Economics

# Relatively Elastic Demand: A Complete Overview

## Mendy Wolff

Subject Matter Expert

Learn what relative elasticity is, the factors that influence it, and the difference between perfectly elastic and perfectly inelastic demand.

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Elasticity is the percent change in one variable relative to a change in another variable. In economics, we use elasticity to measure the responsiveness of buyers and sellers relative to the change in the price of goods and services. Before explaining what is relatively elastic, let's review how elasticity works and the five different types of elasticity.

Although elasticity of demand can sound a bit technical or intimidating at first, we will see throughout this article that elasticity is very intuitive. That is because elasticity is an outcome of the well-known law of demand.

## 5 Different Types of Price Elasticity of Demand

From the law of demand, we know there is an inverse relationship between the price of a product and the quantity demanded. If the price of goods increases, the demand will decrease. Similarly, if the price decreases, more people will want to buy the goods and demand will increase. The price elasticity of demand measures the percentage change of the quantity demanded relative to its price change.

As we can imagine, certain goods are more sensitive to a change in price than others. For example, when the price of medicine changes, it has a minor effect on the demand for medicine than the price change of an airline ticket to a vacation destination. This is because medicine is usually a necessary good, so consumers are not very responsive to price fluctuations. However, a slight price change of an airline ticket for vacation will have a much more significant effect on the quantity of demand since consumers are much more price-conscious when buying an airplane ticket to go on vacation.

To understand these dynamics more, let’s go over what the following five types of price elasticity are:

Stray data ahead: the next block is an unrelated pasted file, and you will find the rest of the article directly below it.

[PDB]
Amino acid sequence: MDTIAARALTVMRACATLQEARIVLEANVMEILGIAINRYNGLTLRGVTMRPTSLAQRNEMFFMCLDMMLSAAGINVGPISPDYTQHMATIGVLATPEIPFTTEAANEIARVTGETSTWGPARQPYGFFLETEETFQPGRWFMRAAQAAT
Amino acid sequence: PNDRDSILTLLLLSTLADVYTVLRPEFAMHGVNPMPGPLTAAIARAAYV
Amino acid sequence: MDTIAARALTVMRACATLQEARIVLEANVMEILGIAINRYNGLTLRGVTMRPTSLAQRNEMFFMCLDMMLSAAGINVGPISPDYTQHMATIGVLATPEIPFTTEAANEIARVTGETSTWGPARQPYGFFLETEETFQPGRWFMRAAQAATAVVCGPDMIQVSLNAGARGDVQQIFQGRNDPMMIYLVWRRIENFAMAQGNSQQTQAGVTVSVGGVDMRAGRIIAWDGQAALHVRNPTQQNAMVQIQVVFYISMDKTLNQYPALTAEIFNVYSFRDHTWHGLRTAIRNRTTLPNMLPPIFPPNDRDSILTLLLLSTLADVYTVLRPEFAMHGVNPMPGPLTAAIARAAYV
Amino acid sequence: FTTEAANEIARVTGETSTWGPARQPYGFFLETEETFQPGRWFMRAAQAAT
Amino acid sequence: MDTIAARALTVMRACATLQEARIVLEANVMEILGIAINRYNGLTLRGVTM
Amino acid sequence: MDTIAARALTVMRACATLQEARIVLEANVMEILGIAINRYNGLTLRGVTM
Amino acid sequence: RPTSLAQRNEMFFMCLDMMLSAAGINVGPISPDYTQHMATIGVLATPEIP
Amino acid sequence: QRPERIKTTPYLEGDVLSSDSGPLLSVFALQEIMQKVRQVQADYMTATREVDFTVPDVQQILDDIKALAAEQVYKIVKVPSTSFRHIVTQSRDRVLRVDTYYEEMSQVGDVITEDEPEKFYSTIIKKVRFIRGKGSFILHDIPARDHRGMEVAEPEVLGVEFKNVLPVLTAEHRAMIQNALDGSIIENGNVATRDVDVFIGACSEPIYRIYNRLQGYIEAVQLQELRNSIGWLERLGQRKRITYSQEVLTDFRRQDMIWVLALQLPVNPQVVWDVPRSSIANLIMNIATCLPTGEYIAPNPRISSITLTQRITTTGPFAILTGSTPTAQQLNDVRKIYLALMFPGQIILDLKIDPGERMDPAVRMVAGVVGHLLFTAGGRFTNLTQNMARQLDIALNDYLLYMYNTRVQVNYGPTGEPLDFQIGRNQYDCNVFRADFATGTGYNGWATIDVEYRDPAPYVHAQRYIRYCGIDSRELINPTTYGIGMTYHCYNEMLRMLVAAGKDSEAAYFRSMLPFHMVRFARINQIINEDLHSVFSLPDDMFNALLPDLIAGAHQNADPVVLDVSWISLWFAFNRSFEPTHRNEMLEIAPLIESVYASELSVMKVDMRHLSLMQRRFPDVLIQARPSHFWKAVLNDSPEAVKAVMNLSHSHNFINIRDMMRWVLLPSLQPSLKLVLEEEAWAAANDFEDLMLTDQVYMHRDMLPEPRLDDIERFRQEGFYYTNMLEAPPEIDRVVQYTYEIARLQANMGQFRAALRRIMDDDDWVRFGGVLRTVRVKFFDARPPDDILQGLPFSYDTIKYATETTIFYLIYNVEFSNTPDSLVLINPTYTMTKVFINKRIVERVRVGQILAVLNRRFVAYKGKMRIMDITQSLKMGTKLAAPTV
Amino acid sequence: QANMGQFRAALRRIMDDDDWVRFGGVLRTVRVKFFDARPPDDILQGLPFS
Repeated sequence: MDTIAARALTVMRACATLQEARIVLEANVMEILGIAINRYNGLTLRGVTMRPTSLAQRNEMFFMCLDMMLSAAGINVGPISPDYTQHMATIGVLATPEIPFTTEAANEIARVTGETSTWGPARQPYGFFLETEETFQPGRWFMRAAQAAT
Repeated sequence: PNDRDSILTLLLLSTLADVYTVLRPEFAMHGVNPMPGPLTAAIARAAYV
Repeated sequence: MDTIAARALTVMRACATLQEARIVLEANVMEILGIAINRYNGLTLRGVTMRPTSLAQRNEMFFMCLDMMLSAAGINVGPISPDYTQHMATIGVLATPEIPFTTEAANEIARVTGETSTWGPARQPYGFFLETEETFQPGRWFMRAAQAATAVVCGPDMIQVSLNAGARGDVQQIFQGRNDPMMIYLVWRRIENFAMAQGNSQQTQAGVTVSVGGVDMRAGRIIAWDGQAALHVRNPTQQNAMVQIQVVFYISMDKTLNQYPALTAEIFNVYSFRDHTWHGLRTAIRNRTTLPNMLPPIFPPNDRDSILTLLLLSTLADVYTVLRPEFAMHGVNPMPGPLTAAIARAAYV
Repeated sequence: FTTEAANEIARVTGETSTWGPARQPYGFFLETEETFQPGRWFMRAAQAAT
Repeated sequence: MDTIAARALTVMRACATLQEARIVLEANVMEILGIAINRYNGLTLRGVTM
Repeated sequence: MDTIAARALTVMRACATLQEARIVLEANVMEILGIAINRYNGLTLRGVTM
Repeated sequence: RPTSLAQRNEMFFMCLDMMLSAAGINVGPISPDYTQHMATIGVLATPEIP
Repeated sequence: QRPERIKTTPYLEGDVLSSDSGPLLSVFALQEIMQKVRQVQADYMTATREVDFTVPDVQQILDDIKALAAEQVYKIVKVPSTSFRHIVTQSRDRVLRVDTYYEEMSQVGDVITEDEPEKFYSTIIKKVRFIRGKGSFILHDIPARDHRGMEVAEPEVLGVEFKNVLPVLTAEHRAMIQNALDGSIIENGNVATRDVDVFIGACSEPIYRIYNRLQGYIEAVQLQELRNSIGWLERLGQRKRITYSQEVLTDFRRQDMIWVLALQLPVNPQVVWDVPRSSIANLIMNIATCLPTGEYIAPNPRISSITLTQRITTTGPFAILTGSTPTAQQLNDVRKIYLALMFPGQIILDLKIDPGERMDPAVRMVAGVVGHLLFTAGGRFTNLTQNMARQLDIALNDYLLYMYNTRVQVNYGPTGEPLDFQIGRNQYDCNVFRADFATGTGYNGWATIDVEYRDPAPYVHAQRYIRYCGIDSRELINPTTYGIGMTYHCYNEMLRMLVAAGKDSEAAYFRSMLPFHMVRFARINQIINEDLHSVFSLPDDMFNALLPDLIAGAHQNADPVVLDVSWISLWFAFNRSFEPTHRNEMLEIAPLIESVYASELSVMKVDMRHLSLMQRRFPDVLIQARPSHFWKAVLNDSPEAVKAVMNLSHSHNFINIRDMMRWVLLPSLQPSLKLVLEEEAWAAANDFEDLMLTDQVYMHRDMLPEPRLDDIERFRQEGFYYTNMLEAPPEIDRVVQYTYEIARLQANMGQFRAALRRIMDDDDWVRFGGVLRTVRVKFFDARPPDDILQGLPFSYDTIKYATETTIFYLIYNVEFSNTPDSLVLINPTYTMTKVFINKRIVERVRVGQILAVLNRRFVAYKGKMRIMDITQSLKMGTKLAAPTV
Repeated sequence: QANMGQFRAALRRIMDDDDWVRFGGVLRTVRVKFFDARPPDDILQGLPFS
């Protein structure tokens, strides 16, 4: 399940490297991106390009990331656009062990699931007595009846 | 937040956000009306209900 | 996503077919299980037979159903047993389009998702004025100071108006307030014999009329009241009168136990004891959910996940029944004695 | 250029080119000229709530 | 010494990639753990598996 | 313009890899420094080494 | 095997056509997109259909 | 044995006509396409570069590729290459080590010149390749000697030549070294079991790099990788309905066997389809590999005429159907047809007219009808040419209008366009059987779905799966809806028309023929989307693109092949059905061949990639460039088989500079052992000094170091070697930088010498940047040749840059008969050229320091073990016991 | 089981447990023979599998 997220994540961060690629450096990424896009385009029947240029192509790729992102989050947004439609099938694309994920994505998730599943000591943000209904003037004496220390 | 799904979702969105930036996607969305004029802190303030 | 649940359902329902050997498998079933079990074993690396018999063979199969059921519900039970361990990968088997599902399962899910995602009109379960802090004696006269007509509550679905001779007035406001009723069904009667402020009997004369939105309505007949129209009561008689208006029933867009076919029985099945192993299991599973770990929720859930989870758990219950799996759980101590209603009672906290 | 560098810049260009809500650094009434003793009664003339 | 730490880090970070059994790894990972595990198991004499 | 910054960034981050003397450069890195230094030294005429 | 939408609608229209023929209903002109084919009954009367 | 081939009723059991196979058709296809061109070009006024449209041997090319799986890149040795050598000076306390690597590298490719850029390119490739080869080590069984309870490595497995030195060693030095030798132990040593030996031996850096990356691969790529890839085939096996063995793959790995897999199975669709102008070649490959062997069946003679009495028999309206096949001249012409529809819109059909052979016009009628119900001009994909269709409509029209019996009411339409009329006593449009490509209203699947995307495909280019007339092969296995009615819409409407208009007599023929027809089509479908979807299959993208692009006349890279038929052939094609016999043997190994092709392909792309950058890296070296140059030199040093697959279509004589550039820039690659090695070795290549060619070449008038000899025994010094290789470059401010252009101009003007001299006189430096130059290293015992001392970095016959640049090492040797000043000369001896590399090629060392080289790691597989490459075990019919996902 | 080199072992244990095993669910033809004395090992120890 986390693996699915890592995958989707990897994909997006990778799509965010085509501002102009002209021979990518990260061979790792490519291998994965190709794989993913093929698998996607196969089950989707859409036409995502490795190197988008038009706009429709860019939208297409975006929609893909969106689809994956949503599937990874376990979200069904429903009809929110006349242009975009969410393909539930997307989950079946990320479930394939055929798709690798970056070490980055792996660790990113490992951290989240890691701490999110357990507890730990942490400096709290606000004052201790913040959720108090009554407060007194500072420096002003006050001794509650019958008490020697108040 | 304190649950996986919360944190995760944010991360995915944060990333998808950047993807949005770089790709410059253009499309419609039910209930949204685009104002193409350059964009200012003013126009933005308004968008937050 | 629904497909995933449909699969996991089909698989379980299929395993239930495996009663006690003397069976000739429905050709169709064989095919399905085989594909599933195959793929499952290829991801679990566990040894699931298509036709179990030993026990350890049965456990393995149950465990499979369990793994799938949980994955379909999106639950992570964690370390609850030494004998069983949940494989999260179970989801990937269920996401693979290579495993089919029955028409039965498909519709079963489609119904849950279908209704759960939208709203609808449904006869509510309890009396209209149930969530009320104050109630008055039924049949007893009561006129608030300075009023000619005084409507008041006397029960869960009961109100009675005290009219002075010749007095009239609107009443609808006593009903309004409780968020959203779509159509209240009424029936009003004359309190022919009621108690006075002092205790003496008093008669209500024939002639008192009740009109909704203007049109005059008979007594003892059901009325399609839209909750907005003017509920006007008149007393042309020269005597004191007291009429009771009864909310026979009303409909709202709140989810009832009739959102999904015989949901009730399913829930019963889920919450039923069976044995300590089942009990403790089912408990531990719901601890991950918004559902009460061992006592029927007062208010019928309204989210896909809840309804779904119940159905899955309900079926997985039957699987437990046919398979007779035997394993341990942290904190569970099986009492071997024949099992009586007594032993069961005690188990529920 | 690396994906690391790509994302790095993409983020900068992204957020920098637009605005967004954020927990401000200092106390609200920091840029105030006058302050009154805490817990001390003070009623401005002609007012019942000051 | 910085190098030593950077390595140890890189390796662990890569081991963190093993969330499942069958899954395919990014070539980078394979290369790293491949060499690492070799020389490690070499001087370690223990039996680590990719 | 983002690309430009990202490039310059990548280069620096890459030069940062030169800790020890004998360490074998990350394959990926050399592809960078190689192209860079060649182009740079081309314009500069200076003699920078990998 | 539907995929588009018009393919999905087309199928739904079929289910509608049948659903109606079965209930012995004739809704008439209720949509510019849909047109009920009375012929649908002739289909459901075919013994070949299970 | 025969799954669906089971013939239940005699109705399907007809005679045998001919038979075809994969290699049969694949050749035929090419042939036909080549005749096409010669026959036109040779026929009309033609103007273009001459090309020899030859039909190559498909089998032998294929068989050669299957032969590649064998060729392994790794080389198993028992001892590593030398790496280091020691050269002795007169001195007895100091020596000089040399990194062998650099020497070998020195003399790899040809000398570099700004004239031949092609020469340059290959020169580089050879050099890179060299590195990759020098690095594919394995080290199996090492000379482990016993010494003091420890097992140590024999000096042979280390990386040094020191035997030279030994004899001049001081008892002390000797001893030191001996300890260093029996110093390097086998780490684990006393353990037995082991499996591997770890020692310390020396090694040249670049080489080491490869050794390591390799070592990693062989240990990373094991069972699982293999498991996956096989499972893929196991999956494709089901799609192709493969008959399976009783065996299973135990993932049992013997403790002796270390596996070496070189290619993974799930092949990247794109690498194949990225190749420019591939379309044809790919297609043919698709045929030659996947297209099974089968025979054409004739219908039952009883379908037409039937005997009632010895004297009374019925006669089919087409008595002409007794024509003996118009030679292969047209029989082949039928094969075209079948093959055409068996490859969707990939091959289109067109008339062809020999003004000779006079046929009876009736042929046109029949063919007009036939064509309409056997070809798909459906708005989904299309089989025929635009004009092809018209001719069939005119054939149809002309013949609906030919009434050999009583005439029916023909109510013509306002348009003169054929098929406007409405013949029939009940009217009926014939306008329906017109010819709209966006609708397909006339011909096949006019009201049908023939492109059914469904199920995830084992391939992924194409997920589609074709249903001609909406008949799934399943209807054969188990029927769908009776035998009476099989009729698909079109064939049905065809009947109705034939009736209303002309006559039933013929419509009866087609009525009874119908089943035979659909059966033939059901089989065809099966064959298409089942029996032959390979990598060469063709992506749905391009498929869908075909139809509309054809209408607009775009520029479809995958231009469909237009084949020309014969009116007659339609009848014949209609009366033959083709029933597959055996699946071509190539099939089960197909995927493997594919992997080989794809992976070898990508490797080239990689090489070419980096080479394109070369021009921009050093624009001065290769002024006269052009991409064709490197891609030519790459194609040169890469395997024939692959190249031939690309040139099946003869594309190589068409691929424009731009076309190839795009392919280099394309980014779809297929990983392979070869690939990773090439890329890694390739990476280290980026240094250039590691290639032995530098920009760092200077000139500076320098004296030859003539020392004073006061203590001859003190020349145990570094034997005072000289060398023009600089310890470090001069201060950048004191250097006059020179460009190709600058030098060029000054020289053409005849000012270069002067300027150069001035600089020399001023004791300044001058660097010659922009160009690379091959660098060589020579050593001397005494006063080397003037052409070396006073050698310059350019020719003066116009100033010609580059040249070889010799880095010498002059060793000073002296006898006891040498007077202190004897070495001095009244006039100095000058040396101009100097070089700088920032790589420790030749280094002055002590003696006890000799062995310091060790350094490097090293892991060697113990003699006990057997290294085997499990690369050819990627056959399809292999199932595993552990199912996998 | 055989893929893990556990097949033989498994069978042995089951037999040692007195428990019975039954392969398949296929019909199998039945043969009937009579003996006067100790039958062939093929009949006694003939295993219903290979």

1. Unit Elasticity

2. Elastic Demand

3. Inelastic Demand

4. Perfectly Inelastic Demand

5. Perfectly Elastic Demand

### 1. Unit Elasticity

Unit elasticity means that the percentage change in price causes an equal percentage change in the quantity demanded.

Economists consider something is unit elastic to always equal to one.

$\frac{\text{Percentage Change in Quantity}}{\text{Percentage Change in Price}} = \text{ED 1}$

A value of one indicates that the percentage change in price has the same exact percentage change in the quantity demanded.

### 2. Elastic Demand

Elastic demand means consumers are responsive to price changes. Goods that have a percentage change in price which results in a greater percentage change in the quantity demanded are elastic.

Economists consider elasticity with a numerical value greater than 1 to be elastic.

$\frac{\text{Percentage Change in Quantity}}{\text{Percentage Change in Price}} = \text{ED > 1}$

A value of 1 or higher indicates that the percentage change in price results in a more significant percentage change in quantity demanded.

We can think about elasticity like a rubber band. The more you can stretch a rubber band the more elastic it is. A tighter rubber band that does not stretch is inelastic. The same idea applies to the demand curve for goods and services in the economy. The more sensitive consumers are to a small change in price, the more elastic they will be.

### 3. Inelastic Demand

Inelastic demand means consumers are not very responsive to price changes. If the percentage change in price does not have a significant impact on the quantity demand then those goods are inelastic.

Economists consider elasticity with a numerical value less than 1 to be inelastic.

$\frac{\text{Percentage Change in Quantity}}{\text{Percentage Change in Price}} = \text{ED < 1}$